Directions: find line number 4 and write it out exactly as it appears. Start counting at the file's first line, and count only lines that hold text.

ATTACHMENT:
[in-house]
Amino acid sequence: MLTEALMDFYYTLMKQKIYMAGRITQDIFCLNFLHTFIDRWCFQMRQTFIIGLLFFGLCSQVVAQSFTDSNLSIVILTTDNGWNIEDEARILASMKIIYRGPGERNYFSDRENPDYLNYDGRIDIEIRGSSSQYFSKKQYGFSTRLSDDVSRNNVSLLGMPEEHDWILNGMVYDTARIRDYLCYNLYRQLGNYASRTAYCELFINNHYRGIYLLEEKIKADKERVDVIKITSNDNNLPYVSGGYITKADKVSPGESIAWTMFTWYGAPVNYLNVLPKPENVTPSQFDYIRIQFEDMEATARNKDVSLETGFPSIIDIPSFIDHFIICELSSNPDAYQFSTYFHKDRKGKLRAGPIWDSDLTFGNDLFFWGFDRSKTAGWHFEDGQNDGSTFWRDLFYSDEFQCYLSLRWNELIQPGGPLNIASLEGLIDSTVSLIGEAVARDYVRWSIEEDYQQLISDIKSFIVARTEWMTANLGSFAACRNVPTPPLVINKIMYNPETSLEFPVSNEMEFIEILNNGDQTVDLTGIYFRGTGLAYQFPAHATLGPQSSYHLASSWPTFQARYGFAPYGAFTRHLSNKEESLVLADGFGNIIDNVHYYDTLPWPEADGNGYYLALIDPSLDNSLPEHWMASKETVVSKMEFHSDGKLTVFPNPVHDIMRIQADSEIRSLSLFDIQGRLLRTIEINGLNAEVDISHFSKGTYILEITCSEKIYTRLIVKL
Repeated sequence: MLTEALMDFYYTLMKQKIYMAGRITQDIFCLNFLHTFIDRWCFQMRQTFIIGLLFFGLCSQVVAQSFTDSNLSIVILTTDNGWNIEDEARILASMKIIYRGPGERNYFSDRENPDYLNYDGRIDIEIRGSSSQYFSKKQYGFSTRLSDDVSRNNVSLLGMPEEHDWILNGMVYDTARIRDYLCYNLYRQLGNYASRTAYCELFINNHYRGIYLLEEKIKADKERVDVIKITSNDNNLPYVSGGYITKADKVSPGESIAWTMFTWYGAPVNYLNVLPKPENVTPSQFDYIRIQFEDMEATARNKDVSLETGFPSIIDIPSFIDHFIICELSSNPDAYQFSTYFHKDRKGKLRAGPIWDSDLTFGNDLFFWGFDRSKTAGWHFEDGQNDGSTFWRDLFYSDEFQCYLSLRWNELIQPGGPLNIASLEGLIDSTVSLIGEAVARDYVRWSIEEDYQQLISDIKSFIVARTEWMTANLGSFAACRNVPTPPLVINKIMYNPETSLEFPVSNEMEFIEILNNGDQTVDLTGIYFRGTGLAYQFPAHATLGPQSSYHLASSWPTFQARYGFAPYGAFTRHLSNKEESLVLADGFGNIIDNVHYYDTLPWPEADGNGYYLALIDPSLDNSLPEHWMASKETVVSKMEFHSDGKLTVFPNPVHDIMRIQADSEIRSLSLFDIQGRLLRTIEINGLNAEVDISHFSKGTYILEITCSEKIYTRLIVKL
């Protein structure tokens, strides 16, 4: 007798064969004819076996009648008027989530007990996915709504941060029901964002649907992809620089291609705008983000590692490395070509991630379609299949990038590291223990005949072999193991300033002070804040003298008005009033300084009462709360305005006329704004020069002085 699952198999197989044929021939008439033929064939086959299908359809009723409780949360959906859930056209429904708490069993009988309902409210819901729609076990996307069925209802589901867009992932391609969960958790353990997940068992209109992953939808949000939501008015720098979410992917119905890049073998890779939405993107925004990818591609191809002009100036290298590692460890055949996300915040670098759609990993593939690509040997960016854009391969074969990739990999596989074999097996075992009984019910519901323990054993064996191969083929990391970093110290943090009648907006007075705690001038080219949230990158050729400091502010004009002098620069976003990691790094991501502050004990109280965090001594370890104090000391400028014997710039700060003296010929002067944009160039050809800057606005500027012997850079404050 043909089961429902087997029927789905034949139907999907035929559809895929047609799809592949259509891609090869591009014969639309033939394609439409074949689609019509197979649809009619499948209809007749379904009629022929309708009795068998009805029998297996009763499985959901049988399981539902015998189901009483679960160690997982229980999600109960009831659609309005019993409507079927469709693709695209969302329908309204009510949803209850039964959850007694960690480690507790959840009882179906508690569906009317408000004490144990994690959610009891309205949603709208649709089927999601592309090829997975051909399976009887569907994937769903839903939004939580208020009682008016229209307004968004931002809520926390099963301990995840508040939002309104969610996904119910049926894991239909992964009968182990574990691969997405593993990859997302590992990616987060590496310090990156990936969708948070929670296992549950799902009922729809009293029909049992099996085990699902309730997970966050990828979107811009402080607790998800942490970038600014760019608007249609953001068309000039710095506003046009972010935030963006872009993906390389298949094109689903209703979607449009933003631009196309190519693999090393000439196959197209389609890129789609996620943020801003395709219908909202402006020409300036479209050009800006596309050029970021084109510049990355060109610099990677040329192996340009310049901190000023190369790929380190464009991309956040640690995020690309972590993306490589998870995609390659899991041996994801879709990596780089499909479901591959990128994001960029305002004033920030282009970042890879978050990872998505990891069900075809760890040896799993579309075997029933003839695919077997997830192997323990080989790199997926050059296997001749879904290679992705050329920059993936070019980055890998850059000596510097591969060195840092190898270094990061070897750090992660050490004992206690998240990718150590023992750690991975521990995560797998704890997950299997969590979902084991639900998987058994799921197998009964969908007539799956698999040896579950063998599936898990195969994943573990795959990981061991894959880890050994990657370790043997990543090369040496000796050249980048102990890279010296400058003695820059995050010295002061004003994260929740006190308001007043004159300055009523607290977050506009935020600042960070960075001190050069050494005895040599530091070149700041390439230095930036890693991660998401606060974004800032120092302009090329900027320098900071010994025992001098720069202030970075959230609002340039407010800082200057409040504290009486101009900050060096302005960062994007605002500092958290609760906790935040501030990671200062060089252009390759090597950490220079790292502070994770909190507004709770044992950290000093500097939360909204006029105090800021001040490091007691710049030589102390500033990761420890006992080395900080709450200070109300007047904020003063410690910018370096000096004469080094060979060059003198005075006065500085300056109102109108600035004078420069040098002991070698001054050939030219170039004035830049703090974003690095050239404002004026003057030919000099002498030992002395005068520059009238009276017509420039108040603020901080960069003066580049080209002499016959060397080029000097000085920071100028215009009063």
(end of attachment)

């Protein structure tokens, strides 16, 4: 007798064969004819076996009648008027989530007990996915709504941060029901964002649907992809620089291609705008983000590692490395070509991630379609299949990038590291223990005949072999193991300033002070804040003298008005009033300084009462709360305005006329704004020069002085 699952198999197989044929021939008439033929064939086959299908359809009723409780949360959906859930056209429904708490069993009988309902409210819901729609076990996307069925209802589901867009992932391609969960958790353990997940068992209109992953939808949000939501008015720098979410992917119905890049073998890779939405993107925004990818591609191809002009100036290298590692460890055949996300915040670098759609990993593939690509040997960016854009391969074969990739990999596989074999097996075992009984019910519901323990054993064996191969083929990391970093110290943090009648907006007075705690001038080219949230990158050729400091502010004009002098620069976003990691790094991501502050004990109280965090001594370890104090000391400028014997710039700060003296010929002067944009160039050809800057606005500027012997850079404050 043909089961429902087997029927789905034949139907999907035929559809895929047609799809592949259509891609090869591009014969639309033939394609439409074949689609019509197979649809009619499948209809007749379904009629022929309708009795068998009805029998297996009763499985959901049988399981539902015998189901009483679960160690997982229980999600109960009831659609309005019993409507079927469709693709695209969302329908309204009510949803209850039964959850007694960690480690507790959840009882179906508690569906009317408000004490144990994690959610009891309205949603709208649709089927999601592309090829997975051909399976009887569907994937769903839903939004939580208020009682008016229209307004968004931002809520926390099963301990995840508040939002309104969610996904119910049926894991239909992964009968182990574990691969997405593993990859997302590992990616987060590496310090990156990936969708948070929670296992549950799902009922729809009293029909049992099996085990699902309730997970966050990828979107811009402080607790998800942490970038600014760019608007249609953001068309000039710095506003046009972010935030963006872009993906390389298949094109689903209703979607449009933003631009196309190519693999090393000439196959197209389609890129789609996620943020801003395709219908909202402006020409300036479209050009800006596309050029970021084109510049990355060109610099990677040329192996340009310049901190000023190369790929380190464009991309956040640690995020690309972590993306490589998870995609390659899991041996994801879709990596780089499909479901591959990128994001960029305002004033920030282009970042890879978050990872998505990891069900075809760890040896799993579309075997029933003839695919077997997830192997323990080989790199997926050059296997001749879904290679992705050329920059993936070019980055890998850059000596510097591969060195840092190898270094990061070897750090992660050490004992206690998240990718150590023992750690991975521990995560797998704890997950299997969590979902084991639900998987058994799921197998009964969908007539799956698999040896579950063998599936898990195969994943573990795959990981061991894959880890050994990657370790043997990543090369040496000796050249980048102990890279010296400058003695820059995050010295002061004003994260929740006190308001007043004159300055009523607290977050506009935020600042960070960075001190050069050494005895040599530091070149700041390439230095930036890693991660998401606060974004800032120092302009090329900027320098900071010994025992001098720069202030970075959230609002340039407010800082200057409040504290009486101009900050060096302005960062994007605002500092958290609760906790935040501030990671200062060089252009390759090597950490220079790292502070994770909190507004709770044992950290000093500097939360909204006029105090800021001040490091007691710049030589102390500033990761420890006992080395900080709450200070109300007047904020003063410690910018370096000096004469080094060979060059003198005075006065500085300056109102109108600035004078420069040098002991070698001054050939030219170039004035830049703090974003690095050239404002004026003057030919000099002498030992002395005068520059009238009276017509420039108040603020901080960069003066580049080209002499016959060397080029000097000085920071100028215009009063």